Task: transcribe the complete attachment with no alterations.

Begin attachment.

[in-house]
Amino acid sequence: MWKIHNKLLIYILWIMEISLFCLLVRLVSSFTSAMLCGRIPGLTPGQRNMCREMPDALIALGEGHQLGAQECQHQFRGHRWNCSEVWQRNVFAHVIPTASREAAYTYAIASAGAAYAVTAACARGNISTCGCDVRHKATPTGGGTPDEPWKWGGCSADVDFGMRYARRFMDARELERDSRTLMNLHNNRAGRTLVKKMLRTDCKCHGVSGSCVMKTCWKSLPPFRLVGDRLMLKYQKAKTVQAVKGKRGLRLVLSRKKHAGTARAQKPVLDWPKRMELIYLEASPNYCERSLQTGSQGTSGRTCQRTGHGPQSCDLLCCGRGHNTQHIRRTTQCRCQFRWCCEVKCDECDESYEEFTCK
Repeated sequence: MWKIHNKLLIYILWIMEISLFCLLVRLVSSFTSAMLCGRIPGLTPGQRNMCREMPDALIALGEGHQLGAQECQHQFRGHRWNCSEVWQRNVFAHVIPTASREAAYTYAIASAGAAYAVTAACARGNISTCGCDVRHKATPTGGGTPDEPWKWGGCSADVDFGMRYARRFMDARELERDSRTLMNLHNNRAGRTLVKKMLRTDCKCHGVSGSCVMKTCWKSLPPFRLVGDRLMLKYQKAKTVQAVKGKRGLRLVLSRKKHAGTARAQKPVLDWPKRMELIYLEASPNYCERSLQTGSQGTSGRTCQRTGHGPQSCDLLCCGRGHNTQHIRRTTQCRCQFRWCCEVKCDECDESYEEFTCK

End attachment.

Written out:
[in-house]
Amino acid sequence: MWKIHNKLLIYILWIMEISLFCLLVRLVSSFTSAMLCGRIPGLTPGQRNMCREMPDALIALGEGHQLGAQECQHQFRGHRWNCSEVWQRNVFAHVIPTASREAAYTYAIASAGAAYAVTAACARGNISTCGCDVRHKATPTGGGTPDEPWKWGGCSADVDFGMRYARRFMDARELERDSRTLMNLHNNRAGRTLVKKMLRTDCKCHGVSGSCVMKTCWKSLPPFRLVGDRLMLKYQKAKTVQAVKGKRGLRLVLSRKKHAGTARAQKPVLDWPKRMELIYLEASPNYCERSLQTGSQGTSGRTCQRTGHGPQSCDLLCCGRGHNTQHIRRTTQCRCQFRWCCEVKCDECDESYEEFTCK
Repeated sequence: MWKIHNKLLIYILWIMEISLFCLLVRLVSSFTSAMLCGRIPGLTPGQRNMCREMPDALIALGEGHQLGAQECQHQFRGHRWNCSEVWQRNVFAHVIPTASREAAYTYAIASAGAAYAVTAACARGNISTCGCDVRHKATPTGGGTPDEPWKWGGCSADVDFGMRYARRFMDARELERDSRTLMNLHNNRAGRTLVKKMLRTDCKCHGVSGSCVMKTCWKSLPPFRLVGDRLMLKYQKAKTVQAVKGKRGLRLVLSRKKHAGTARAQKPVLDWPKRMELIYLEASPNYCERSLQTGSQGTSGRTCQRTGHGPQSCDLLCCGRGHNTQHIRRTTQCRCQFRWCCEVKCDECDESYEEFTCK